by Barbara Pierce
From the Editor: In the December 2005 issue we carried the following article. From time to time people have asked where to find the information and recipes, so we thought it might make sense to run it again. Here it is:
In October one of our Internet listservs developed a thread about baking, specifically how blind bakers can get good results. Some of the questions made their way to my inbox along with a request for particularly good recipes. My correspondent suggested that, with the holiday season fast approaching, this might be a good time to offer some of my favorite recipes and useful baking tips.
I do not pretend to be an expert on alternative techniques in the kitchen. As I have often confessed, I have never been rehabilitated; I certainly was never lucky enough to attend one of our NFB adult training centers. I have, however, been cooking for more than forty years now, and, being married to a college professor, I have necessarily collected a number of easy and popular cookie and bar recipes. The baking tricks and techniques I have devised for myself may not be the most efficient ways to accomplish the job, but they work for me and seem to be efficient. I trust that my experience will encourage you to have a try at working things out for yourself.
One of my favorite tricks during the holiday season has little to do with baking, but it fills the house with wonderful fragrance. In a large covered saucepan place a couple of cinnamon sticks, several whole nutmegs, about twenty whole cloves, a teaspoon of allspice berries, and the discarded peels of a couple of oranges and perhaps a lemon. Fill the pan with water and reduce the heat to low. Check on the pan from time to time to be sure it is not boiling dry. The citrus peel and spices will persuade anyone who drops in that your home is the scene of great culinary delights.
But now down to the real thing. The one hard and fast rule that every blind cook should follow is to wash hands early and often during kitchen activities. If you lick your finger, wash your hands again immediately. It goes without saying that you should never taste something from an implement and then continue using it without stopping to wash it thoroughly.
The question, I gather, that initiated the email discussion about baking was how to tell when cookies are golden brown and ready to be removed to a cooling rack without being either soggy in the center or too crisp to serve. It helps to have an accurate oven or at least a consistent one. If you know that it is always twenty-five degrees high, you can preheat to a lower temperature. Unless the recipe instructs you to do something different, bake with the rack placed in the center of the oven. Invest in a cookie sheet that is constructed to bake evenly. Work to make all the cookies the same size so that they will take about the same amount of time to bake. If you know that your oven bakes unevenly, rotate the cookie sheet halfway through baking. Keep accurate note of how long your cookies have been in the oven. When you determine what the perfect baking time is, you will then be able to repeat it with the next batch.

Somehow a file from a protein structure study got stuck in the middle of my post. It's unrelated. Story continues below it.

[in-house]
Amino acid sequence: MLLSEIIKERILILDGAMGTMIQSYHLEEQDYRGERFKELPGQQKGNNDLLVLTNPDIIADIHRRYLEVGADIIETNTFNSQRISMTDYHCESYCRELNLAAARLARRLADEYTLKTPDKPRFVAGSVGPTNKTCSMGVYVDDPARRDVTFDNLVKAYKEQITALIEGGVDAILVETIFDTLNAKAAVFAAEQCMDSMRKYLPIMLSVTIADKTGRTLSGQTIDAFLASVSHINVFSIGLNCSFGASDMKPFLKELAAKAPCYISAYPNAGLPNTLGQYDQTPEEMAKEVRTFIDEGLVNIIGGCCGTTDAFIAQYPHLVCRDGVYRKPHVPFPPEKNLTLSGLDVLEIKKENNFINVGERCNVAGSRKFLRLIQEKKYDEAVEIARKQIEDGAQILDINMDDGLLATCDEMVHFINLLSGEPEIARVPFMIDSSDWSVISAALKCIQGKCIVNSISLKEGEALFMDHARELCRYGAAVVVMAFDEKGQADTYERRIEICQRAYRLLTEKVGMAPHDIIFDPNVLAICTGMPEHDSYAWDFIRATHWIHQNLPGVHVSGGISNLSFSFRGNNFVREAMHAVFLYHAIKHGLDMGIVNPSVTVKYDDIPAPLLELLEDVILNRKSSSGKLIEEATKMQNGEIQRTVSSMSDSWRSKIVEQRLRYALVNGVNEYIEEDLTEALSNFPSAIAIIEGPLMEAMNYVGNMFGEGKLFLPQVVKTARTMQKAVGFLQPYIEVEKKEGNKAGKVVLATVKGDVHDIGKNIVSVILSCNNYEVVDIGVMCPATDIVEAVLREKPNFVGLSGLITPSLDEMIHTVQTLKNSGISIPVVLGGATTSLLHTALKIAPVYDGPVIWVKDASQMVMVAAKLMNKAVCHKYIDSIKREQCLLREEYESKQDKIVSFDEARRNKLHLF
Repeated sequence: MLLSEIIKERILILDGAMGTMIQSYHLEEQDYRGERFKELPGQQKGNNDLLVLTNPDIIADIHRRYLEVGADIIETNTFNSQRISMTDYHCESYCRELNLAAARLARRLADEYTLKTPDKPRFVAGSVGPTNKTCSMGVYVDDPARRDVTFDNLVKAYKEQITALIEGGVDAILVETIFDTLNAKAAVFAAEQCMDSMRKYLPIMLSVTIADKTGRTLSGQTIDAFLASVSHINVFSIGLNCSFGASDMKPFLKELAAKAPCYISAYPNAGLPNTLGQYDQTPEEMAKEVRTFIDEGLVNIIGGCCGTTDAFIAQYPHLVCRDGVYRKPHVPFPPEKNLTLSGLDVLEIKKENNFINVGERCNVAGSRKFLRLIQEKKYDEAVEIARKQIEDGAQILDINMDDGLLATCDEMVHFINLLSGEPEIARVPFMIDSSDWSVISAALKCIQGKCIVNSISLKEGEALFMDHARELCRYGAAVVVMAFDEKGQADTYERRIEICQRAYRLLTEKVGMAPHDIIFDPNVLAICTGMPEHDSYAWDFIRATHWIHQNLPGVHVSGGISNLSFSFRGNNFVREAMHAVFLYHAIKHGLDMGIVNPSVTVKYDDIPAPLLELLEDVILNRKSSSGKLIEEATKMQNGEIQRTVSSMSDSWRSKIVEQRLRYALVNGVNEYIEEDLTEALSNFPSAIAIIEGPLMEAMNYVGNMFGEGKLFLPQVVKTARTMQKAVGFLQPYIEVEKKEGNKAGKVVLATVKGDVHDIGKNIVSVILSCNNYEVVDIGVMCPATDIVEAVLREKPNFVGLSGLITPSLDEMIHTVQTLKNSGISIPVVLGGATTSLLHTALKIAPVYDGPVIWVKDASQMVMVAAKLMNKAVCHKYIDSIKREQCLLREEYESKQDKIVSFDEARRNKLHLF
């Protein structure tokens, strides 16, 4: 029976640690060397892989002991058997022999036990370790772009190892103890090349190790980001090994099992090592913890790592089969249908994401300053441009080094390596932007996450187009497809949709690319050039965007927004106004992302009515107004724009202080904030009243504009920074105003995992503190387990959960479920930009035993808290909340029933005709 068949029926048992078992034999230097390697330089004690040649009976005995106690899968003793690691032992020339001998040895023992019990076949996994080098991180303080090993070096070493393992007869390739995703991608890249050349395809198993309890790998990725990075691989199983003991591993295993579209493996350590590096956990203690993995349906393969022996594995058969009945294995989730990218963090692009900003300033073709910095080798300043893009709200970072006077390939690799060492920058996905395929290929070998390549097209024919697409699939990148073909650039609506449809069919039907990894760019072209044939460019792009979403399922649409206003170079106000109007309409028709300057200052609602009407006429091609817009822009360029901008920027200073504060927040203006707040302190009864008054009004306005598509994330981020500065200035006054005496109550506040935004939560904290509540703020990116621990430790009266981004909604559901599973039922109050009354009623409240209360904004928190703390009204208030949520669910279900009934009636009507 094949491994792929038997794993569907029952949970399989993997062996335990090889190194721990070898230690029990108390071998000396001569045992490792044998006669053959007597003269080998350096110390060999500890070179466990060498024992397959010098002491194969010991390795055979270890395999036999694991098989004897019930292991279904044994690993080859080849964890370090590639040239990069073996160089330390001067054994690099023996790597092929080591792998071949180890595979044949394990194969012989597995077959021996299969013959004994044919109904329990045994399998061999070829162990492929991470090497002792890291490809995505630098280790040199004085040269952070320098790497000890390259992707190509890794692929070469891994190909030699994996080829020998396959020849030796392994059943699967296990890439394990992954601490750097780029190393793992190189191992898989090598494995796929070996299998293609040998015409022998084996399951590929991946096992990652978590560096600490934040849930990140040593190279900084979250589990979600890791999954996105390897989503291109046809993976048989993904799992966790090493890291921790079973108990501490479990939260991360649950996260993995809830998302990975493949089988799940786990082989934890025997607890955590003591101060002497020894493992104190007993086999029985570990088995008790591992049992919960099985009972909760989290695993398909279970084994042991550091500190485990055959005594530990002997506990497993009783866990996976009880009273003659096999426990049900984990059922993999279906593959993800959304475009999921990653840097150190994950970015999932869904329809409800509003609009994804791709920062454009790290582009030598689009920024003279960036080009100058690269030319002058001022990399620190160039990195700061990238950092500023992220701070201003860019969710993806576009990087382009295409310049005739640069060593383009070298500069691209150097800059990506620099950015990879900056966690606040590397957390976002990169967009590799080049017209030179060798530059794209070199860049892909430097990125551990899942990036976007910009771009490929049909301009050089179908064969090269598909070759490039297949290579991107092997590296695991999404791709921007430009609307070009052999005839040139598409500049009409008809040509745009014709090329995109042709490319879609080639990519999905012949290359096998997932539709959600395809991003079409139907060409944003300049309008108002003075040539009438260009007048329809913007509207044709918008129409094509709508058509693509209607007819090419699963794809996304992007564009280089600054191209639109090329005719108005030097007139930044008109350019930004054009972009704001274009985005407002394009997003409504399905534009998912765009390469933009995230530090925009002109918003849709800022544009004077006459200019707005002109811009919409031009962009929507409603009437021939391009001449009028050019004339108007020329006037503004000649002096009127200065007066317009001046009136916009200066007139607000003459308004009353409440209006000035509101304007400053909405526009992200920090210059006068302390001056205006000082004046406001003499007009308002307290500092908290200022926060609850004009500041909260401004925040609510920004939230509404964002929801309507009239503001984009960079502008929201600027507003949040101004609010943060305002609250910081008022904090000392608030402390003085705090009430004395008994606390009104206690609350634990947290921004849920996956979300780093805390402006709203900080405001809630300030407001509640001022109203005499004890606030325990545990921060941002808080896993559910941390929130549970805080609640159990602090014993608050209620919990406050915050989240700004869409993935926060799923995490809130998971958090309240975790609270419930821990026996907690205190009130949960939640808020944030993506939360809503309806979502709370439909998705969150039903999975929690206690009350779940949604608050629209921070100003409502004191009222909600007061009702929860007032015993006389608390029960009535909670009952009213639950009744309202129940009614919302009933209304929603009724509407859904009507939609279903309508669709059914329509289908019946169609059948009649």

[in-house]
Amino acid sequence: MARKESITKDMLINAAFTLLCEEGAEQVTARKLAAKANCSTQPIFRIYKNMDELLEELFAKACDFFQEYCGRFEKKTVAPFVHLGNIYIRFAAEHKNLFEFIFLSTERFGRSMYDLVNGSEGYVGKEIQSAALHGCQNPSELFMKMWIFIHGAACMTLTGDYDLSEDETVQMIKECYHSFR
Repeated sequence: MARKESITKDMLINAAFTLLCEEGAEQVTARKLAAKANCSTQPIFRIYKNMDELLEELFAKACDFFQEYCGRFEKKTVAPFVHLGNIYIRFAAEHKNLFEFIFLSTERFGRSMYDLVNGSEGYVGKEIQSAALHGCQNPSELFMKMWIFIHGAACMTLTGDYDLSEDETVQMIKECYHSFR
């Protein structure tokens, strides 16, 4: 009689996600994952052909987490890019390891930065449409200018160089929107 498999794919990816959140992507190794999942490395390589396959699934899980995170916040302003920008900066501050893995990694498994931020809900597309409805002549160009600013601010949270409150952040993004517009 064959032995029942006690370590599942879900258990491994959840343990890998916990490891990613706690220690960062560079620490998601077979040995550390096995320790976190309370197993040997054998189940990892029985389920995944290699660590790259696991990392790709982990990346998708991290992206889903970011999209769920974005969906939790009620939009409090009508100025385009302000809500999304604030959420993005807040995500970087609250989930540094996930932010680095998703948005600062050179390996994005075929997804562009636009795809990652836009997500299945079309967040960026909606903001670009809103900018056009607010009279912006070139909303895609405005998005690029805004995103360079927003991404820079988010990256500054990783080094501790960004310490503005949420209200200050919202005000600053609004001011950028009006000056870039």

When you prepare to bake the first tray of cookies, study the recipe for any tips about baking time and handling. Some recipes say to leave the cookies on the sheet for a minute or two before removing them to the cooling rack. If you do not follow this advice when it is given, the cookies are likely to fall to pieces when moved because they have not had time to finish baking and become firm on the sheet. Other recipes warn you to remove the cookies after the stipulated cooking time and not to wait until they brown. You should follow this advice scrupulously for the first set of cookies, at least. If, when they have cooled, they are still too soft, increase the baking time a minute or two for the next batch. My favorite recipe warns that the cookies are done when they begin to crack on top. These cracks are easy to feel by touching the surface lightly. The cookies have the additional virtue of freezing well either before or after baking. When I found myself in London without cookie cutters or money to buy Christmas tree ornaments, I even resorted to burying one side of a loop of colorful yarn in the cookie dough so that we could hang the cookies on the tree. Here is the recipe:
Coffee Hour Molasses Cookies
3/4 cup shortening, melted and cooled
1 cup sugar
1/4 cup molasses
2 teaspoons baking soda
1 teaspoon cinnamon
1/2 teaspoon ground cloves
1/2 teaspoon ground ginger
1/2 teaspoon salt
2 cups flour
Method: Beat sugar and cooled shortening with an electric mixer. Add molasses and egg. Then add soda, spices, and salt. Finally beat in the flour. The dough will be stiff but sticky. Chill at least a half hour before rolling into balls. Roll in sugar and bake on ungreased sheets at 350 degrees until cookies just begin to crack on top, about twelve minutes. Transfer to rack to cool completely. You can also freeze either the baked cookies or the balls before rolling in sugar and baking. I usually quadruple this recipe and still run short.